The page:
- Strong atom-atom interactions are incompatible with the long interrogation times required for inertial sensing. This is because the same interactions that cause the quantum entanglement will inevitably cause an effect known as phase diffusion, which will drastically degrade the sensitivity.

- Increasing the number of particles in a strongly interacting system introduces increasingly complicated multi-mode dynamics, which will inhibit the visibility of the interference fringes.

- Strong interactions inevitably lead to an atomic sample with a broad momentum distribution, which is incompatible with the finely tuned large momentum transfer atomic beam-splitters required for ultra-precise atomic inertial sensors.

The current state of play in precision inertial sensing with atom interferometry is analogous to the situation where a new, much more efficient engine has been developed, but this engine can only be used in a child’s toy car, with no possibility of scaling the technology up to a useful transport solution. This project will design a method of utilising quantum entanglement compatible with current state-of-the-atomic sensors, which will pave the way for a measurement device with unprecedented sensitivity. This project will design a method of utilizing quantum entanglement compatible with current state-of-the-atomic sensors, delivering a measurement device with unprecedented sensitivity. This will be achieved by breaking away from the convention of purely atomic-based atom interferometers, and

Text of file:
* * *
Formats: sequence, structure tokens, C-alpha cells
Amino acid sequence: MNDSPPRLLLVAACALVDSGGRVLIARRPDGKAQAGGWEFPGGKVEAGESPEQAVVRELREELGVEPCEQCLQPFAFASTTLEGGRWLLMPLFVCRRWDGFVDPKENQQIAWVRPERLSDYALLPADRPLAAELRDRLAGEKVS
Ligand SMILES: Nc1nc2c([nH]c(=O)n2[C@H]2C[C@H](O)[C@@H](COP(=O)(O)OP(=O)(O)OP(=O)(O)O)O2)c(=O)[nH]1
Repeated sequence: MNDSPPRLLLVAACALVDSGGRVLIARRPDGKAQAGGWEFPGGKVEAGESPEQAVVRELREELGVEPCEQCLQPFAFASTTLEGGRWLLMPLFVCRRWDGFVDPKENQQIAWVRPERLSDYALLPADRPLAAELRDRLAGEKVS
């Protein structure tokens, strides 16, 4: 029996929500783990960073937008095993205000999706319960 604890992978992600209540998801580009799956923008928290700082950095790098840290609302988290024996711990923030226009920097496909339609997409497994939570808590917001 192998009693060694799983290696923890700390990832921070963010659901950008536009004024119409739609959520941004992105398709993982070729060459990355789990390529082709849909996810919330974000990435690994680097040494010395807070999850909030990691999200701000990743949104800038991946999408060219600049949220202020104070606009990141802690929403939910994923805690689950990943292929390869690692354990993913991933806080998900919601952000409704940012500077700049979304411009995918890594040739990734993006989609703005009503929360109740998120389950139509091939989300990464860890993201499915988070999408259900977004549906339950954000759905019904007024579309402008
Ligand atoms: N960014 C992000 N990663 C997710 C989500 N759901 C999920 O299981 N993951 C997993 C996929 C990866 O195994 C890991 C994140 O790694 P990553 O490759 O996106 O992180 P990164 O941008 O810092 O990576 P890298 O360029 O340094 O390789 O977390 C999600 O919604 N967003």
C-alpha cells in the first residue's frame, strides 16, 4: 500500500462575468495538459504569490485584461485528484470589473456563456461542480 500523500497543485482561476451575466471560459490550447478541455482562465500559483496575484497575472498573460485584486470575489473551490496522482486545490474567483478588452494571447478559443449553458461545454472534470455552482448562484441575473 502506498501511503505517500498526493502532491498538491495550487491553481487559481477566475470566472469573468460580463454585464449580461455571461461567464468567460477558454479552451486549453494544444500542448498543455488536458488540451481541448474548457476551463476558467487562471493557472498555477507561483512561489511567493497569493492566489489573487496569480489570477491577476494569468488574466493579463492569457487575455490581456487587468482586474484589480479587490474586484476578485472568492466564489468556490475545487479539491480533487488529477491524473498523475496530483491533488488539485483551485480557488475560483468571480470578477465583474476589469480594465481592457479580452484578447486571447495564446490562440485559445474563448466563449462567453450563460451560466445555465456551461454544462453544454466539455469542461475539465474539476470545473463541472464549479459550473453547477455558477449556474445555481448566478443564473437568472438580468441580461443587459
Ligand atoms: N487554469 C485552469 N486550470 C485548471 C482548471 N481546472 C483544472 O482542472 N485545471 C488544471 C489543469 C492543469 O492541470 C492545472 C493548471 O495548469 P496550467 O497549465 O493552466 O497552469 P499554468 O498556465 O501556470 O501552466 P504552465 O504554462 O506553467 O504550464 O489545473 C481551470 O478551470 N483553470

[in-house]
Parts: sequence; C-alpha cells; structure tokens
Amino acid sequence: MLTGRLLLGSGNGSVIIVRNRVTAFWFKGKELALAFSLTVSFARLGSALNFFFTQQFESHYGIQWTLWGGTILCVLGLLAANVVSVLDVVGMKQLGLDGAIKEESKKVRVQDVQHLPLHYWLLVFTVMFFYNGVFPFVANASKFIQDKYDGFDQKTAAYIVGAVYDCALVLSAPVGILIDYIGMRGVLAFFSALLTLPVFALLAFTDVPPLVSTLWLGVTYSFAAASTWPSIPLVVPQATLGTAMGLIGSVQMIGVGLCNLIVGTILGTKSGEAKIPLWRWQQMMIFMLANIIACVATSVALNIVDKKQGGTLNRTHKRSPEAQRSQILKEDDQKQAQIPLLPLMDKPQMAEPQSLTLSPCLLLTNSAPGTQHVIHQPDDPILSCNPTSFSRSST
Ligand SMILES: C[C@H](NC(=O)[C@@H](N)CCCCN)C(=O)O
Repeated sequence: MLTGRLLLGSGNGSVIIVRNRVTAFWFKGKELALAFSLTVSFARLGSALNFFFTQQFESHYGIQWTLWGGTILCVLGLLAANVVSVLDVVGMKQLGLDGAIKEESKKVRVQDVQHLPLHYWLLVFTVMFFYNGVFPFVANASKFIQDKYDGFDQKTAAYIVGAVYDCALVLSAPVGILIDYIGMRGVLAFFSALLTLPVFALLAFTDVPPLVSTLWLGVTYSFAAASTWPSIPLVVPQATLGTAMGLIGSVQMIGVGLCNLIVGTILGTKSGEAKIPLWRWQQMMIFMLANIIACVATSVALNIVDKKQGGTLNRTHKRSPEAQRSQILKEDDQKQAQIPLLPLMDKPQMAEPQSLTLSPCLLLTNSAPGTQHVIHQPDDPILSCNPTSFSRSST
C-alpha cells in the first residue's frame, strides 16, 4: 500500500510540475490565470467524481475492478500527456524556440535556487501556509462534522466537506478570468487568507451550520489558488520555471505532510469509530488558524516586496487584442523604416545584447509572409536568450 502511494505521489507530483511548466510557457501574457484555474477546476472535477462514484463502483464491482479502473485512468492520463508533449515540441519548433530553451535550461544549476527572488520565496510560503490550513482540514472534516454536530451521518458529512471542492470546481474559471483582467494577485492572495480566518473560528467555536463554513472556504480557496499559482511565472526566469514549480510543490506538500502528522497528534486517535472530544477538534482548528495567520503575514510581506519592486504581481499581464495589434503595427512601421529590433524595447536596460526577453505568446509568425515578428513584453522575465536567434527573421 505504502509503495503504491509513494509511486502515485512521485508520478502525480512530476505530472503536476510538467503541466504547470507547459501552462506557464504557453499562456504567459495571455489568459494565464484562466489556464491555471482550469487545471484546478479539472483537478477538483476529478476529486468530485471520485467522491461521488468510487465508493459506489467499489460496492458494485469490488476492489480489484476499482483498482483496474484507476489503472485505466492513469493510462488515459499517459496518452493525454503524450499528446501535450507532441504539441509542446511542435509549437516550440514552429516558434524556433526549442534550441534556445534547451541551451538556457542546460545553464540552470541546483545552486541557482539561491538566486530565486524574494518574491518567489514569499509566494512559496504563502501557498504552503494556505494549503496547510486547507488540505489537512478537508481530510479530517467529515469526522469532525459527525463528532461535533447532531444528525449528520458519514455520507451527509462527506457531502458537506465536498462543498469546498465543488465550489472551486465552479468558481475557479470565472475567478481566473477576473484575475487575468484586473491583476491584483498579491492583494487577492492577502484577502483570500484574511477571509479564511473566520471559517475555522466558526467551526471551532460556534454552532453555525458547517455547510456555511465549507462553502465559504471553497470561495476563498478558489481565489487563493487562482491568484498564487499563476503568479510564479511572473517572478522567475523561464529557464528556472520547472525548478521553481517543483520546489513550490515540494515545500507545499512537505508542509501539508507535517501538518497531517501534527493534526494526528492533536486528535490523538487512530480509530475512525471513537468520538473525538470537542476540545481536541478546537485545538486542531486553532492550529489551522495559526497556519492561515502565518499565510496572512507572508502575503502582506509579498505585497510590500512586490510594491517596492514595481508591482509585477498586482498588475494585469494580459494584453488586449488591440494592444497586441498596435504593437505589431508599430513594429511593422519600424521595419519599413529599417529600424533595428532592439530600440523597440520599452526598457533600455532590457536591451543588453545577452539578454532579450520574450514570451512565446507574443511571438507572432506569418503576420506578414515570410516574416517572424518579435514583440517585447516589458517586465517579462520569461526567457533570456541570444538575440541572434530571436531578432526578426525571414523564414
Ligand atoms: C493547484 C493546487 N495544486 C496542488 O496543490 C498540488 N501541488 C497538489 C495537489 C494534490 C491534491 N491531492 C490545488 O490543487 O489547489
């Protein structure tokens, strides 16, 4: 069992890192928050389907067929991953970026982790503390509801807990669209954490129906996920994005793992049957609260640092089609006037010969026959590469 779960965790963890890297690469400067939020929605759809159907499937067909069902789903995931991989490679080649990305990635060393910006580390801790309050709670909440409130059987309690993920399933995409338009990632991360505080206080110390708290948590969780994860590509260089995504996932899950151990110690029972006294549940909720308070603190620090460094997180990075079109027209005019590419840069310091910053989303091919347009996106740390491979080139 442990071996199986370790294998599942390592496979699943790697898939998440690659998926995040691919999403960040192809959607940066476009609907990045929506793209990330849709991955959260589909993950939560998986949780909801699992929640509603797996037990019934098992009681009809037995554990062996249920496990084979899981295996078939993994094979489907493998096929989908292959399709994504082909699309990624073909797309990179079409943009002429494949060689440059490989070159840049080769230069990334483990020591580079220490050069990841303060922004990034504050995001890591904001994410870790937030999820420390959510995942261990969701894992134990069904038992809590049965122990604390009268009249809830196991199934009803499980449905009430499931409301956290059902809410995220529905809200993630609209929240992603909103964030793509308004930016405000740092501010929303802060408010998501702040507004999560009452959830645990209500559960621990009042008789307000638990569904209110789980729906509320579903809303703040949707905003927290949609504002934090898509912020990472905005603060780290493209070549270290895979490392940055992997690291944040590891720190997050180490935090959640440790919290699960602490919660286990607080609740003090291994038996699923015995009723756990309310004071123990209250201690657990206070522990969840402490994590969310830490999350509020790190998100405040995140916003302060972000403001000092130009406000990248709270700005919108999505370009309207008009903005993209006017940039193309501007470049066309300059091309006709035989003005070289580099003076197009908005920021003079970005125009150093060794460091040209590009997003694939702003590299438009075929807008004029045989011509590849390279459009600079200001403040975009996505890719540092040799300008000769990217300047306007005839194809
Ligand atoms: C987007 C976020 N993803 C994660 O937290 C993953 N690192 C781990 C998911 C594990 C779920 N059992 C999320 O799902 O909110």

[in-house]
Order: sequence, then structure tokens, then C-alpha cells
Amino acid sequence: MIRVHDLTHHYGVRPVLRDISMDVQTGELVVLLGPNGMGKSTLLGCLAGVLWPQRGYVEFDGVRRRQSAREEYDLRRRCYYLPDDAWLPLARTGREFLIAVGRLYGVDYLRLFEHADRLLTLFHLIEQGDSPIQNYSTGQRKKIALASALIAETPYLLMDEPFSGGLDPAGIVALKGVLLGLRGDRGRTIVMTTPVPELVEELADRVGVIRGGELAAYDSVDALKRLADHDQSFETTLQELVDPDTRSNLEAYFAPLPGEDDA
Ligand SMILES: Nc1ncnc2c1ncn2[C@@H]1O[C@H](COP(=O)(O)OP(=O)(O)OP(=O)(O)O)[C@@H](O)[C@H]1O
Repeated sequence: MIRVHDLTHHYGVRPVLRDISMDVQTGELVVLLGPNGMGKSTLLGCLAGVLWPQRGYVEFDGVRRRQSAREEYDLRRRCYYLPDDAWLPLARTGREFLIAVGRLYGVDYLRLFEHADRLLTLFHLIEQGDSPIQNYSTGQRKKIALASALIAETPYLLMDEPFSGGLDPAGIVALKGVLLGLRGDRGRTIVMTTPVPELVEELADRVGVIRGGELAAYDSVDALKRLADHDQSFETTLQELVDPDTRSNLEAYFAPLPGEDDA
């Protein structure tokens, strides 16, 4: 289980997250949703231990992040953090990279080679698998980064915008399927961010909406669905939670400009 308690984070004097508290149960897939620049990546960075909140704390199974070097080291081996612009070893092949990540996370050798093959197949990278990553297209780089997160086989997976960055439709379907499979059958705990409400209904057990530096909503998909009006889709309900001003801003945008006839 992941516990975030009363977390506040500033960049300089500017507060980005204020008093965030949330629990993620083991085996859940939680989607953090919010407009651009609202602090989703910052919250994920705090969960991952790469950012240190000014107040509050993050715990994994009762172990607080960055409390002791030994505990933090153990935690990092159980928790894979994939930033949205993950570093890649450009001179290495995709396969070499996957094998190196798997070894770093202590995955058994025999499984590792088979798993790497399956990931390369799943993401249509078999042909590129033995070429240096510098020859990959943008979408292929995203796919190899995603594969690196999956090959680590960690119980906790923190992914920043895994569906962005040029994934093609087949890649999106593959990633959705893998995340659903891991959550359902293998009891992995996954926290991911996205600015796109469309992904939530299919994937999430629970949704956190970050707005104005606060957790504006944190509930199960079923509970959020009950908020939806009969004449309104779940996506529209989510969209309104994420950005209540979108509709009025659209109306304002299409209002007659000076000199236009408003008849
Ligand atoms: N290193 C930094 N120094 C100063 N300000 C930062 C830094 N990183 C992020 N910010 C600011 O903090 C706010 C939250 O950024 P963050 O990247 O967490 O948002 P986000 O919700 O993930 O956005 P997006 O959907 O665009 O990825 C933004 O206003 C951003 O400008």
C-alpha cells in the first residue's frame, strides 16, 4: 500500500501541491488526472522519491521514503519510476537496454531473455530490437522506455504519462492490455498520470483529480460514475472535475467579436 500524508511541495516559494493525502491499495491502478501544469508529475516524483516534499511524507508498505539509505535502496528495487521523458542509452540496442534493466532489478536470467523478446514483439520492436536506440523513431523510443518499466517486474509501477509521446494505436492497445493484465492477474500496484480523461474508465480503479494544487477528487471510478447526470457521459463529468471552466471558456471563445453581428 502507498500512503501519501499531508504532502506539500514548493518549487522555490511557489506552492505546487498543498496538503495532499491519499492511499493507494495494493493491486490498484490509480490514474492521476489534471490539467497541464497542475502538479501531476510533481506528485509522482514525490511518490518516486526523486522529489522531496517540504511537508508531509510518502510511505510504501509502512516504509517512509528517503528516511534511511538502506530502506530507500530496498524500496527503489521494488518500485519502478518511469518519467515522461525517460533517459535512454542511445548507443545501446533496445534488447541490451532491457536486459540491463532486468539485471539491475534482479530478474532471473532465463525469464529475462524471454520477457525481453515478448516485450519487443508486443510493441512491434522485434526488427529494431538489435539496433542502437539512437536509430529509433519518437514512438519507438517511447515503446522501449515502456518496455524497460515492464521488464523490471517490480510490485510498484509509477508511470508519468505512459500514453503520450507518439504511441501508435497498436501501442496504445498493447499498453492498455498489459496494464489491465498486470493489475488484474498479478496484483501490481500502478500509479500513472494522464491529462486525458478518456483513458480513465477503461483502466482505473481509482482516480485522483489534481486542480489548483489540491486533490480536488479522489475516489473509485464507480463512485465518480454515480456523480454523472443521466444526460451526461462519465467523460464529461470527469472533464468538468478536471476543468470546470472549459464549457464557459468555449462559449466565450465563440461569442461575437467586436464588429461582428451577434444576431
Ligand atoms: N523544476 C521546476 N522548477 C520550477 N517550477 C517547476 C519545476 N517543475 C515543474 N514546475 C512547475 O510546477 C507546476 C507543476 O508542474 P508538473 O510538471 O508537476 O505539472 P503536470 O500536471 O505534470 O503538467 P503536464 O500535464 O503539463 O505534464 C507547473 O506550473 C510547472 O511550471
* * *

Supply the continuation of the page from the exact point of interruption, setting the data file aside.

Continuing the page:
This project has a number of significant results based on the theoretical investigation of quantum enhanced atom-interferoemeters.

Firstly, in collaboration with the quantum sensors group at the Australian National University (ANU) in Canberra, Australia, we have investigated how to generate quantum entanglement between atoms and photons in a way that is directly compatible with providing quantum enhancement to high-performance atomic gravimeter located at (ANU). In particular, PhD student Michail Kirtsotakis has investigated how to generate atom-light entanglement via a Quantum Non-Demolition (QND) interaction, in a way thats compatible with a free-space gravimeter. This work will be ready for publication by the end of the year.